Happy Winter Solstice and pass the solar paint please!

The journey of the sun at the same time of day over the course of a year. The figure-eight pattern is called an Analemma

Today, December 22, 2011, is the first official day of Winter and by definition the shortest day of the year — even though it’s not the earliest sunset or latest sunrise — in the northern hemisphere. Perhaps we should mark the occasion, as our distant ancestors did, with some sort of recognition and related social ceremony, celebrating and welcoming the sun as it moves back to beckon plants and animals into the light of quickening Spring? Oh, wait, yeah, Christmas and all … well, anyway, some researchers at Notre Dame are still thinking of the hot summer sun and all the free energy, about 4 trillion terrawatts to be precise, and ways to make it easier for consumers to get at it. One solution, solar-cell paint!

(TGDaily) — The ‘Sun-Believable’ paint uses semiconducting nanoparticles to produce energy – and while it’s nowhere near as efficient as the current standard, it’s inexpensive and easy to produce in large quantities … “We want to do something transformative, to move beyond current silicon-based solar technology,” says professor Prashant Kamat, who led the research. “By incorporating power-producing nanoparticles, called quantum dots, into a spreadable compound, we’ve made a one-coat solar paint that can be applied to any conductive surface without special equipment.”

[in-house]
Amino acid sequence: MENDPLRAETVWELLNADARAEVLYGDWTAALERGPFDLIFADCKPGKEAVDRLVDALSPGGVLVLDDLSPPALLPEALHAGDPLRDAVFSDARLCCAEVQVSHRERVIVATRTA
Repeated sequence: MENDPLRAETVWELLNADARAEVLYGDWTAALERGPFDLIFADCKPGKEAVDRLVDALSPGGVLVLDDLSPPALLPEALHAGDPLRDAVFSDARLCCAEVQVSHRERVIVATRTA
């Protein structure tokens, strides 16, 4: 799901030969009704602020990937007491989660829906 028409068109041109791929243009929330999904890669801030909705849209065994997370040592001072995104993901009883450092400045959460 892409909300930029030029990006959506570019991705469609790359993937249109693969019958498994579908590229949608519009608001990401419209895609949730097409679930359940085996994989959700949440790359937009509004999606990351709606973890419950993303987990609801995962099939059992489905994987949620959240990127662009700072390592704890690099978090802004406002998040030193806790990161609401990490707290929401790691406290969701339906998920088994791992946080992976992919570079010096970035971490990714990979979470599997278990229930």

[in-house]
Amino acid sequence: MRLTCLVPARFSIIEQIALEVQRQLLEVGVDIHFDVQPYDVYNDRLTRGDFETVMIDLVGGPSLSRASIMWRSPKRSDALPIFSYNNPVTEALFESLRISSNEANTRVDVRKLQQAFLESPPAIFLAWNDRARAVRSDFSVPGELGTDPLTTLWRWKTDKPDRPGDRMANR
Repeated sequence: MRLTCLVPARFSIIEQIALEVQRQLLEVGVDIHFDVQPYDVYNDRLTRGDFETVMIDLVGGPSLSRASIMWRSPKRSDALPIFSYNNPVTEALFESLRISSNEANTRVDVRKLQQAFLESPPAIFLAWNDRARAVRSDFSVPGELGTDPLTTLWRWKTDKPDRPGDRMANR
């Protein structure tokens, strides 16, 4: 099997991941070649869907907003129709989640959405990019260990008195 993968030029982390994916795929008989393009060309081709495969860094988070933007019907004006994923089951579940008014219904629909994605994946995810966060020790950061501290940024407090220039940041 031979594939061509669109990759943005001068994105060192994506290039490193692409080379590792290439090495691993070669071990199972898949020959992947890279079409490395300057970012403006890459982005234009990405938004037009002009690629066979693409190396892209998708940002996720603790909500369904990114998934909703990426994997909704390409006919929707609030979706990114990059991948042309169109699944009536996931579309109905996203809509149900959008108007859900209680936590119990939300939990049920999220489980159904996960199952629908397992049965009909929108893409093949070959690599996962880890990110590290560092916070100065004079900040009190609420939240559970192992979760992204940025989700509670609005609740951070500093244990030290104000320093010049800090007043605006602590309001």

Sci-fi writers have envisioned this for decades. It’s good to see science fact catching up as the post carbon world looms ahead. And it makes sense: why worry about building fusion reactors, or sucking out the last gooey bits of ancient caramelized alga, when there’s already a massive fusing core of hydrogen conveniently located overhead topped off with enough fuel to last 5 billion more years?


  1. The Lorax says

    A mere 1% conversion… but that will improve, yes it will. But even at 1%, imagine the possibilities! You could smear that paint EVERYWHERE! Hell, with that sort of technology, you could potentially coat driveways and rooftops as well, not to mention cars, parking lots… roads might get damaged too quickly, but still, it’s possible. Only one percent? Sure, but there’s a bloody lot of surface area out there.

  2. F says

    @ raymoscow

    Considering this isn’t done in other amorphous materials solar-electric tech (at least not in the way we tend to think of these things), we’d probably need to redesign your question. You have a good one, though.

  3. Crudely Wrott says

    You could smear that paint EVERYWHERE!

    Well, Lorax, let’s hope it comes in more than one color.

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